A few weeks ago, Reilly Smith was celebrating a new two-year contract extension.
On Saturday night, he played no part in the biggest game of the season for the Boston Bruins.
The 23-year-old has been a massive disappointment in his sophomore season with the club. Twelve games without a goal coupled with poor play in all three zones of the ice sent Smith to the press box for Boston’s 2-1 shootout loss against the Florida Panthers on Saturday.
Reilly Smith receives a $3.4M contract extension. Weeks later, he's benched and Talbot takes his place. That's…bad. Really bad.
— Nick Godin (@FlyingOrr) March 20, 2015
Since signing his extension earlier this month, Smith’s poor play has fans wondering why general manager Peter Chiarelli gave the former third-round pick $6.85 million over the next two seasons. In a 6-4 loss to Ottawa on Thursday night, Smith made critical mistakes with the puck, including a turnover leading to Senators forward Jean-Gabriel Pageau scoring a shorthanded goal just seconds after Ryan Spooner tied the game.
The right-winger proceeded to take just one shift in the third period and was a -3 in 7:50 of ice time. Coach Claude Julien was very candid regarding Smith’s poor play on Friday saying in part:
“He can’t do much. He’s losing the puck, he’s losing battles and he’s losing a lot of things right now.”
Furthermore, he has scored one point in the nine games played since signing his new contract and has scored just three times in the past 34.
Talk about rubbing salt in the wounds.
Chiarelli could not have picked a worse time to re-sign Smith. However, this is not the first time Boston’s GM has offered a questionable contract. Here is a look at some other bad deals that are his watch.
Milan Lucic – Three years, $18 million ($6 million cap hit)
In 2010-11, a 22-year-old Milan Lucic played the best season of his young career. The left-winger put up a career-high 30 goals and 62 points while racking up 121 penalty minutes.
He was signed to a three-year contract extension in 2013 and has for the most part failed to replicate that form.
While he has played well recently with Spooner and rookie David Pastrnak, Lucic has struggled to be a consistent point producer. Boston’s second-round pick in 2006 has strayed away from his toughness and pugilism that earned him a roster spot as a 19-year-old. He is being paid the salary of a goal scorer, but cannot consistently find the back of the net. The effort on given nights is not there and his mental discipline, especially against Montreal, needs work.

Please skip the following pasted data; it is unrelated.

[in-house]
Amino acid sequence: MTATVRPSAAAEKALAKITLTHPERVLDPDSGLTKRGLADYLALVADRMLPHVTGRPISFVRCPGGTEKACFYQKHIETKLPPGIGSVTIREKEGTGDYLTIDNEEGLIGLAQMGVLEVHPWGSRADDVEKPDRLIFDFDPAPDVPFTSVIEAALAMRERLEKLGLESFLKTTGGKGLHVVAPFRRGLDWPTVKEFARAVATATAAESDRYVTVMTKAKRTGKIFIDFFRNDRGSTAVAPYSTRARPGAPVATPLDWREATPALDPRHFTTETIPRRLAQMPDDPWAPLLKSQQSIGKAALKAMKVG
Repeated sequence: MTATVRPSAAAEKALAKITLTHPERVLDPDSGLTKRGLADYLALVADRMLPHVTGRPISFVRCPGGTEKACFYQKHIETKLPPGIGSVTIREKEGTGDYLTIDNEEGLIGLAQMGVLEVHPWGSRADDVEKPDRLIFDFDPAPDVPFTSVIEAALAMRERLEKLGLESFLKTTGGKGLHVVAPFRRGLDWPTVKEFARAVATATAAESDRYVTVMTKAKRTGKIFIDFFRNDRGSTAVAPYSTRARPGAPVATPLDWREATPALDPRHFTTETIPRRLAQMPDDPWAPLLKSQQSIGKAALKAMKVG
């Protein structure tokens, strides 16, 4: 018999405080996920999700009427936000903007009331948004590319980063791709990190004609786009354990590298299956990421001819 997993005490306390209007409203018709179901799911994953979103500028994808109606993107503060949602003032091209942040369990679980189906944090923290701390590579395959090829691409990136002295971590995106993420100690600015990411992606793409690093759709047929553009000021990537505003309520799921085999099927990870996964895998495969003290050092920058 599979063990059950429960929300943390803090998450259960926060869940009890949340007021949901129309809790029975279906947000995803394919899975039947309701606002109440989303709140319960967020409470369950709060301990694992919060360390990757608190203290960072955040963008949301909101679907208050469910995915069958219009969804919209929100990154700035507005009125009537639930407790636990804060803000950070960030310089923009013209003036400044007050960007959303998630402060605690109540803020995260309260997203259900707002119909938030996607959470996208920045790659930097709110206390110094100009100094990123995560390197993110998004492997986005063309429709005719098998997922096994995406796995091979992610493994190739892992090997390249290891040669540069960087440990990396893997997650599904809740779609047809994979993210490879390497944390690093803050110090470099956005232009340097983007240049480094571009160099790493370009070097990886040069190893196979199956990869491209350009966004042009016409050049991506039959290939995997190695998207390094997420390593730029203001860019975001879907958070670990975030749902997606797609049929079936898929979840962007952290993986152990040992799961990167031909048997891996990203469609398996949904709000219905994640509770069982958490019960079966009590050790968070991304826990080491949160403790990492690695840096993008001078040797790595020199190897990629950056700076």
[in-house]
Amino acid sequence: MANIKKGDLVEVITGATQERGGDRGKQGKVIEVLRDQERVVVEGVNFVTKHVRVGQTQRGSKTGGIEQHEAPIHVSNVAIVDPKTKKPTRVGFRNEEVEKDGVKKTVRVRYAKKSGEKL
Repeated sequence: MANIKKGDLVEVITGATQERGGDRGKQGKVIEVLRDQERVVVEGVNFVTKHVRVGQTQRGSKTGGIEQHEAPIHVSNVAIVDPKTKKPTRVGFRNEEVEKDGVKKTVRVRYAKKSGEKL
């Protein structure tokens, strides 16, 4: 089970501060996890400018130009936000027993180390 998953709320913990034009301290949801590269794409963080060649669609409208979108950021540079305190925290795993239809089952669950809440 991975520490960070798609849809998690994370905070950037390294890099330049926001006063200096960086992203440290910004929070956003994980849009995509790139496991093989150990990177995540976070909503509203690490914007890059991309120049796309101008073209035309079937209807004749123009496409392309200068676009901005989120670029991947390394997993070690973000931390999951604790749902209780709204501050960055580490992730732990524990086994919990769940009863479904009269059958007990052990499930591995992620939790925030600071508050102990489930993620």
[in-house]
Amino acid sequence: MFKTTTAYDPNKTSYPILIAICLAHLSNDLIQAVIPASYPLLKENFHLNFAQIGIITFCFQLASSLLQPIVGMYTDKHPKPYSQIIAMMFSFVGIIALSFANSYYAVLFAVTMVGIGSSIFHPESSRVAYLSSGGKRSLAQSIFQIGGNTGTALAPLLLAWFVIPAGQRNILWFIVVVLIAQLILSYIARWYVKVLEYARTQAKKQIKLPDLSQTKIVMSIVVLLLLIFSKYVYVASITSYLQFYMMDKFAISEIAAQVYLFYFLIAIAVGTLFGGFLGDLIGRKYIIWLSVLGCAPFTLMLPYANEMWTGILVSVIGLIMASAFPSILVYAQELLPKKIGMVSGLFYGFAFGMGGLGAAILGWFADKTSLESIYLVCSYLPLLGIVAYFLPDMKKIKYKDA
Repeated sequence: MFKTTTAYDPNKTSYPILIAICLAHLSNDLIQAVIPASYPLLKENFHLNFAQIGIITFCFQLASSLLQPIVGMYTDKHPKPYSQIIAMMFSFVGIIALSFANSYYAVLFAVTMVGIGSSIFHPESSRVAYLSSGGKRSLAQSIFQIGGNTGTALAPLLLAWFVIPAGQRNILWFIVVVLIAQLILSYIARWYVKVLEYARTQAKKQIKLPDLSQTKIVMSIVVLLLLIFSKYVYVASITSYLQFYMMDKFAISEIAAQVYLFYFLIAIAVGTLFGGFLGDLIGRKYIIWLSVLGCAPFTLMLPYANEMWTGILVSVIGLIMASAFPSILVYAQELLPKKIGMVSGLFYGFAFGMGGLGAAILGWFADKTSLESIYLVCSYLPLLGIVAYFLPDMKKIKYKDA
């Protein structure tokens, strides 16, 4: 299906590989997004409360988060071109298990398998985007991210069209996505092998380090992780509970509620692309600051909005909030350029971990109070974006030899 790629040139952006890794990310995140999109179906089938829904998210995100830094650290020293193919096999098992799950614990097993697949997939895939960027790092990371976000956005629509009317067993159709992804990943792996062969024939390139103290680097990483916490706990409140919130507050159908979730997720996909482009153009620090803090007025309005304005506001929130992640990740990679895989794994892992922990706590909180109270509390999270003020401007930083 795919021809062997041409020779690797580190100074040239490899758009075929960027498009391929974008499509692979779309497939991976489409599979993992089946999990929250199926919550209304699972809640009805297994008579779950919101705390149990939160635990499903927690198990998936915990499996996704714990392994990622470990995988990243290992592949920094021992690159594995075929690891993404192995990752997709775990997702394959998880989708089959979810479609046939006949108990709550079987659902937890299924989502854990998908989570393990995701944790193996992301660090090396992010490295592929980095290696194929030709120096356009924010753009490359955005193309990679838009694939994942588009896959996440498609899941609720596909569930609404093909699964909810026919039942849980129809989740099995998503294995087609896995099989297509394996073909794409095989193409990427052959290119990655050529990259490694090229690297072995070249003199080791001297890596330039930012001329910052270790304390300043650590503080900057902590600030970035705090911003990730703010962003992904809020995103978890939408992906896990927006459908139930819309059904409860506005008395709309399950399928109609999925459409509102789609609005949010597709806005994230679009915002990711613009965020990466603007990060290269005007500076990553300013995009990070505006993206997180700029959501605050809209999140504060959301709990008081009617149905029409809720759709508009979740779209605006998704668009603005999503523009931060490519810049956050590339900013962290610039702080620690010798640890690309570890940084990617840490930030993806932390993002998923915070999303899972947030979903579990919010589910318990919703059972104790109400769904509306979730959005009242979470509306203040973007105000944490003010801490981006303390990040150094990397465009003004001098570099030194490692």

Dennis Seidenberg – Four years, $16 million ($4 million cap hit)
German engineering is usually reliable, but at some point it wears down. Take the case of 33-year-old Dennis Seidenberg. In October 2013, he signed a four-year contract extension after his yeoman’s work during the club’s run to the Stanley Cup Finals. Pairing alongside captain Zdeno Chara, they were often relied upon to hold top opposition at bay and did so with great success.
The “German hammer” suffered a torn ACL and MCL in December 2013 and has not been the same since. Seidenberg has looked a step behind on many occasions this season and did not do well with Dougie Hamilton as his partner after Chara went down with a knee injury. The blue liner is not getting any younger as his contract remains on the books until 2018. A contract extension that was initially received well by fans is starting to lean in the other direction.
Zdeno Chara – Seven years, $45.5 million ($6,916,667 cap hit)
Speaking of Chara, Chiarelli may have given the tallest player in NHL history the most questionable contract on the roster. The 38-year-old defenseman was given a seven-year contract extension in October 2010 that would keep him in Boston until 2018.
This season, Chara missed 19 games due to a partially torn MCL suffered against the New York Islanders in late October. The Bruins went 11-7-1 in his absence thanks in large part to a soft schedule.
Chara is not a particularly quick player on his skates thanks to his large frame, but is becoming a liability against teams with speed, especially the Canadiens and New York Rangers. Given the new playoff format, Boston and Montreal will be meeting more often in the postseason which does not bode well for the aging captain.
Chris Kelly’s four-year, $12 million deal also deserves scrutiny. His contract is thanks to a career-high 20 goal season in 2011-12. The 34-year-old has combined to score just 19 goals in 161 games since signing his new deal.
All of these contracts include a no-trade clause or no-movement clause. The Smith contract does not include either said clause in case Chiarelli wants to ship off his young forward.
Regardless, Boston’s boss has made some questionable financial decisions during his tenure. Their cap constraints are about to get more compounded, adding Reilly Smith to the financial albatross on the Bruins roster.